JJALucyCoinPurseLucy Bakewell Audubon (1787–1874)
Audubon’s coin purse, 1833
Glass, metal, linen, chamois
Gift of Mrs. Edmundo Lassalle, 1970.2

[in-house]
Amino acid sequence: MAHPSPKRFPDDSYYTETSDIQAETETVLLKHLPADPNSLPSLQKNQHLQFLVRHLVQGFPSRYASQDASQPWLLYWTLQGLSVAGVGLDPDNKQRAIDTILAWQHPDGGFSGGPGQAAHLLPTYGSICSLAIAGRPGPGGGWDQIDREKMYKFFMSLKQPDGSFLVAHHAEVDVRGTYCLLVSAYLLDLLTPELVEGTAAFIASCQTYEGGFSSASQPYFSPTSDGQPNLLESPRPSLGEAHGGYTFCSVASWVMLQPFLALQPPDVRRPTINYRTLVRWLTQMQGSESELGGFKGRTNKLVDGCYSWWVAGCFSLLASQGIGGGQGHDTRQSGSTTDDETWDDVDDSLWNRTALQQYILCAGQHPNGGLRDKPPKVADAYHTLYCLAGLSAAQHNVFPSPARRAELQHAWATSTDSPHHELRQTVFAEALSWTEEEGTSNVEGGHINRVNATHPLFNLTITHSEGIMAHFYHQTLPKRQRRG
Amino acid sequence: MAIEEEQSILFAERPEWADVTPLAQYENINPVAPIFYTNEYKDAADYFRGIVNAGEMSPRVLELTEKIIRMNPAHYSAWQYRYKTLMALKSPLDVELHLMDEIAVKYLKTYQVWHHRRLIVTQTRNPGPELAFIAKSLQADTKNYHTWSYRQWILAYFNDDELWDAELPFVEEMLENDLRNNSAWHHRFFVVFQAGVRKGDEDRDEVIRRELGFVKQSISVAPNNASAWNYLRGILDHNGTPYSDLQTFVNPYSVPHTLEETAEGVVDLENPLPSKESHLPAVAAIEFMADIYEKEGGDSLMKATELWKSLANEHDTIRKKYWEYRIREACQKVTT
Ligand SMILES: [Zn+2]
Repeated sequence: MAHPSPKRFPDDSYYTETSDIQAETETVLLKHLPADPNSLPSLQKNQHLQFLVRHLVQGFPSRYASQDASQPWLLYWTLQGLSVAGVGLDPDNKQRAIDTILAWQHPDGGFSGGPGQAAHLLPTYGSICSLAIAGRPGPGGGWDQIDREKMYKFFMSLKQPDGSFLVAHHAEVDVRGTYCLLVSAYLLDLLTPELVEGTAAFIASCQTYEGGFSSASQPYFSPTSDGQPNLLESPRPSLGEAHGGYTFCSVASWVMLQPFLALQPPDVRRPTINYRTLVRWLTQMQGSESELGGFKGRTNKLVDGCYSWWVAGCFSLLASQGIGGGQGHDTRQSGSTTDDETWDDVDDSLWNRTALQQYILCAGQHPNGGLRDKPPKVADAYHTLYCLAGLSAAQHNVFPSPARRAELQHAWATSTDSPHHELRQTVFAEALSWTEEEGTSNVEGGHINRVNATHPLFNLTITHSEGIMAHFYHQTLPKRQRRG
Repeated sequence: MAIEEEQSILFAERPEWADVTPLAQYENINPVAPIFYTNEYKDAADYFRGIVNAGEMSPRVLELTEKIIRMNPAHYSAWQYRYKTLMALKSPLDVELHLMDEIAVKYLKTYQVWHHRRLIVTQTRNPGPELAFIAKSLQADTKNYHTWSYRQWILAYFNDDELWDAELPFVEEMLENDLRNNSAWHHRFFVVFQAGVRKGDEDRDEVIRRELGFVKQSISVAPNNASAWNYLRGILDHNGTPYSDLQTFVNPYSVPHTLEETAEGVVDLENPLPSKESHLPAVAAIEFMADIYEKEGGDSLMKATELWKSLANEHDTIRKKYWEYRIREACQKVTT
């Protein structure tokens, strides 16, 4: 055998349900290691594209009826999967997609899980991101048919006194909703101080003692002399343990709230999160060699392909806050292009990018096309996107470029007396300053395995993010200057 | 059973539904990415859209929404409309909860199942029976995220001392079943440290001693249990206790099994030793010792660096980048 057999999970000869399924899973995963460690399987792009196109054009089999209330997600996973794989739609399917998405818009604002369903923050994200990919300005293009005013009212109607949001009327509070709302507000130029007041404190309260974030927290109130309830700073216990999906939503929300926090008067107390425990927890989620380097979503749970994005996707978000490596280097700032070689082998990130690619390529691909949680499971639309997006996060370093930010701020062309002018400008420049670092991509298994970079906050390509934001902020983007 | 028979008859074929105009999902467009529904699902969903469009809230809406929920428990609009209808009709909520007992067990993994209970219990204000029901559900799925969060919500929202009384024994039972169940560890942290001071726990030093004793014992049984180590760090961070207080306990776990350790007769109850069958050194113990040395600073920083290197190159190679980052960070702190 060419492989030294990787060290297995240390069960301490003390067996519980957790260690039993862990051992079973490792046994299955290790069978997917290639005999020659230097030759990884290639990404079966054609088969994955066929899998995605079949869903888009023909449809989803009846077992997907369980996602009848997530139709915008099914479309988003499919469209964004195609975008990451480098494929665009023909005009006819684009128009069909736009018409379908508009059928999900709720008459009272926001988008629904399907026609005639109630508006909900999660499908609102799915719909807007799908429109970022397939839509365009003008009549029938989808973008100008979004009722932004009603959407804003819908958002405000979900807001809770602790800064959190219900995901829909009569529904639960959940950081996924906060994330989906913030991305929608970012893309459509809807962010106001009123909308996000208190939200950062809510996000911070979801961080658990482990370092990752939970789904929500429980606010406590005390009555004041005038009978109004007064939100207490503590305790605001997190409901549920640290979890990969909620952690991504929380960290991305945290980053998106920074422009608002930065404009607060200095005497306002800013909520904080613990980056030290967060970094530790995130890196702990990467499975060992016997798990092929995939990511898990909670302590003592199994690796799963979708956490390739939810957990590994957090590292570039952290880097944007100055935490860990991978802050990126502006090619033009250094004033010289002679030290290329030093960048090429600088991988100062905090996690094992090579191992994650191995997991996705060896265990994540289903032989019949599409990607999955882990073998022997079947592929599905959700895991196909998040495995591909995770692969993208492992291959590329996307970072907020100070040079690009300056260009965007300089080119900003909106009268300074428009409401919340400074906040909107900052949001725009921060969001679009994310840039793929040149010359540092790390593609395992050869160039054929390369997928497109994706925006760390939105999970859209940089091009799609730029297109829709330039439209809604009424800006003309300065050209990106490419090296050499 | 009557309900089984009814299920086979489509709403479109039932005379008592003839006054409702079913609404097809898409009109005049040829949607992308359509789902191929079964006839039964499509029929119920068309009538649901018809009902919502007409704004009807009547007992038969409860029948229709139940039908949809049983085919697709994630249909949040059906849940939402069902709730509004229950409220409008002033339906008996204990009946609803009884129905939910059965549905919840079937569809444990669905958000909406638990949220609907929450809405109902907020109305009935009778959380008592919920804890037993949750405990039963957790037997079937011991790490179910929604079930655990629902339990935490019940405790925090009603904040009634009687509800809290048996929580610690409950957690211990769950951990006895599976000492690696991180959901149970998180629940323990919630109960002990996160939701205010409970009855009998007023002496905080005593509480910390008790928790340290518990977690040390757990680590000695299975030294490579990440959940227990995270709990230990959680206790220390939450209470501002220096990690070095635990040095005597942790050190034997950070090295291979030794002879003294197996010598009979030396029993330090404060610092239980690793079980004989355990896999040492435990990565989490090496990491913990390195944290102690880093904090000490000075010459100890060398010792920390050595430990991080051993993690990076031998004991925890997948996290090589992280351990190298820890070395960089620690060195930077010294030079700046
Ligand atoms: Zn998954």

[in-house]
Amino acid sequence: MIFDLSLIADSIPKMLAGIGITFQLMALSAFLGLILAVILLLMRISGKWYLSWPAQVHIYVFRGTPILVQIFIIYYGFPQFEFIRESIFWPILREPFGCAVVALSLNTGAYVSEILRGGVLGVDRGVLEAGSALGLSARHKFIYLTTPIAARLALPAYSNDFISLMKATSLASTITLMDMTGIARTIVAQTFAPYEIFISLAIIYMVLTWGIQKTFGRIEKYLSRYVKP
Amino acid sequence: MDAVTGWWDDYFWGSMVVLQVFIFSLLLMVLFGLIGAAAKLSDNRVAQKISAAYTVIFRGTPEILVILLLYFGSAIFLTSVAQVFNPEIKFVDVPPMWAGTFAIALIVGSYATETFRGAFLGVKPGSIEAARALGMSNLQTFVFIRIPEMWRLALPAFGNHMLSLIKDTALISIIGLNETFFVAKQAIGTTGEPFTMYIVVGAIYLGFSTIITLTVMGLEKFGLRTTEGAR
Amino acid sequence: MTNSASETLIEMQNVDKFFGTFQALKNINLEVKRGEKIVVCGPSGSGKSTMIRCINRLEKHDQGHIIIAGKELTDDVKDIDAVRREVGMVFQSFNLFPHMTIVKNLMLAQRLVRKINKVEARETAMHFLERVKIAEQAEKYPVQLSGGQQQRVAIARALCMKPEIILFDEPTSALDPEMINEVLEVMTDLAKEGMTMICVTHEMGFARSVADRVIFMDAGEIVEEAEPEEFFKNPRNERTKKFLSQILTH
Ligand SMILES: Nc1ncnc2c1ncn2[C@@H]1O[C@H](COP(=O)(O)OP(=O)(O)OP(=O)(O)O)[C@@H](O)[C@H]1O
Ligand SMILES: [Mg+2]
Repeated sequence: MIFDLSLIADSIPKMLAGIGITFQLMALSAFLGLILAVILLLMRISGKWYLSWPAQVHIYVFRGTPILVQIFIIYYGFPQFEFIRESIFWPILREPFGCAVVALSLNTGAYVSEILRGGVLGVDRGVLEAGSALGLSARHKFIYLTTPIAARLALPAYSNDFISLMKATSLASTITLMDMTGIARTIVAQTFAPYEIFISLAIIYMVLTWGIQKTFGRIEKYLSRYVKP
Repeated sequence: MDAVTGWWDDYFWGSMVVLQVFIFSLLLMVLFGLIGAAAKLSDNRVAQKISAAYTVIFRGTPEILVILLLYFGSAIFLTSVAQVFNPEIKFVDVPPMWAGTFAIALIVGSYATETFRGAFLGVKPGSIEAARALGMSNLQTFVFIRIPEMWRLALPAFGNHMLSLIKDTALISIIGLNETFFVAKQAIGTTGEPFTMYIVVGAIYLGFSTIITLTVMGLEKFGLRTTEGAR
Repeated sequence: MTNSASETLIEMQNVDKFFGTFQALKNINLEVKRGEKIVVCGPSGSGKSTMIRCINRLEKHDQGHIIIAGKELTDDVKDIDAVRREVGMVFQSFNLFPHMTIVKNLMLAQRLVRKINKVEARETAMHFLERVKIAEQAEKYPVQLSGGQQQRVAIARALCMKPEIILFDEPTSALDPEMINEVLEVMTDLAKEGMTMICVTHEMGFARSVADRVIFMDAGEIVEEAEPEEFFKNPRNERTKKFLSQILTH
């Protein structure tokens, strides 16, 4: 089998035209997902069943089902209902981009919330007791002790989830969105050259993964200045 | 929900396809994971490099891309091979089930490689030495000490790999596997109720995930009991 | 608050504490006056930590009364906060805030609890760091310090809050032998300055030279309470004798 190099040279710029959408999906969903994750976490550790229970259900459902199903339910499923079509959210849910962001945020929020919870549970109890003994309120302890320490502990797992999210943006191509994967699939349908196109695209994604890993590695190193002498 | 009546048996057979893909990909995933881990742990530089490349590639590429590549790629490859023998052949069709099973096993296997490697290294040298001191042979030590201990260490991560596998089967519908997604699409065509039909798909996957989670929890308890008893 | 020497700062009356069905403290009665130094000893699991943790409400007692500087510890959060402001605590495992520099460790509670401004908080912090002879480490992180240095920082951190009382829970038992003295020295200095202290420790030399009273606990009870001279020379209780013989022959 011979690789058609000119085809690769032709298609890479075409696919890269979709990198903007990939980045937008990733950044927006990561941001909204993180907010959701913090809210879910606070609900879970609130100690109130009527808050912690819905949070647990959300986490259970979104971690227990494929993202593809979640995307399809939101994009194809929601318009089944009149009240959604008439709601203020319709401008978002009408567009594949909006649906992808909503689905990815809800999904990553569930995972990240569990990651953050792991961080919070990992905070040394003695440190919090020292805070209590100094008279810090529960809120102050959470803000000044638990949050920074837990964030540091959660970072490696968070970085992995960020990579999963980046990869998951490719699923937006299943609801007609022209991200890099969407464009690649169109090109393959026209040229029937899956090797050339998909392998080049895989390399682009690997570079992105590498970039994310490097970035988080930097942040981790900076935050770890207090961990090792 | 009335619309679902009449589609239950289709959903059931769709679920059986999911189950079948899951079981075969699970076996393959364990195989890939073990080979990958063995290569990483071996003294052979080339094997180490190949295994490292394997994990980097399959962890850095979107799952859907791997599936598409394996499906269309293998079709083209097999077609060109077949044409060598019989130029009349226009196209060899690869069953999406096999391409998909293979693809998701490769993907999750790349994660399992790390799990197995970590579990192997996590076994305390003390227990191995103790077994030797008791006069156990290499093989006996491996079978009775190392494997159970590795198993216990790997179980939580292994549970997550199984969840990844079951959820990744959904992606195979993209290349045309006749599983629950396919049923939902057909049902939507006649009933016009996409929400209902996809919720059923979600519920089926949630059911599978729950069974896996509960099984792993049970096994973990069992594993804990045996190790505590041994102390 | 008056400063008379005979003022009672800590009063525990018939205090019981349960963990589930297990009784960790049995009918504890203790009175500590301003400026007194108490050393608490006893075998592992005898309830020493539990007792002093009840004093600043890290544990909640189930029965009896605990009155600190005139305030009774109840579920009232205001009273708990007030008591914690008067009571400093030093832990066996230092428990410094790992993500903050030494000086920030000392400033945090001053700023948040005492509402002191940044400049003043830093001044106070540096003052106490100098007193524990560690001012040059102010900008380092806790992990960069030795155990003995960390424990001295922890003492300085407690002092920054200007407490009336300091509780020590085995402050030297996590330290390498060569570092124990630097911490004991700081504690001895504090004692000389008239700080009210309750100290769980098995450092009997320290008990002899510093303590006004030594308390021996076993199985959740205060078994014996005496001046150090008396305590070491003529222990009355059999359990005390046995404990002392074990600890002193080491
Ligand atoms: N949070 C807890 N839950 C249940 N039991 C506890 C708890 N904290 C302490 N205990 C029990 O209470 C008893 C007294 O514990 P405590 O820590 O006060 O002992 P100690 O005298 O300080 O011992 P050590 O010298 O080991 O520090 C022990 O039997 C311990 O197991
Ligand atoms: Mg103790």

After Audubon became the toast of the town in England, where he was entertained by wealthy aquaintances and members of nobility, he staged road shows to sell subscriptions for The Birds of America. For such occasions Lucy Audubon made this monogrammed, beaded needlepoint coin purse to hold tip money for her husband to give footmen and doormen. Without Lucy’s encouragement and support, Audubon, whom she called “LaForest,” might not have succeeded in his quest. She relieved him of his familial responsibilities, working as a teacher to support the family and sending him whatever she could spare to finance his enterprise. Well-educated and loyal, her independence enabled him to concentrate single-mindedly on his project. As his true partner, she also edited his writings and wrote many of his letters, adding to one: “our great Book demands all our funds, time, and attention, and since I came to England we have not indulged in anything that did not appertain to the advancement and publication of the ‘Birds of America’. . . .”  Often separated during their 43-year marriage, once for three years, Lucy was the emotional center of Audubon’s universe, as well as its manager. During one separation, he wrote: “. . . we are growing older and have been parted so long that I feel as if absent to myself.” Retaining the Quaker forms of his introduction to English in Pennsylvania, he closed another: “Then until we meet bless thee my dearest friend and thy husband forever. John J. Audubon.”

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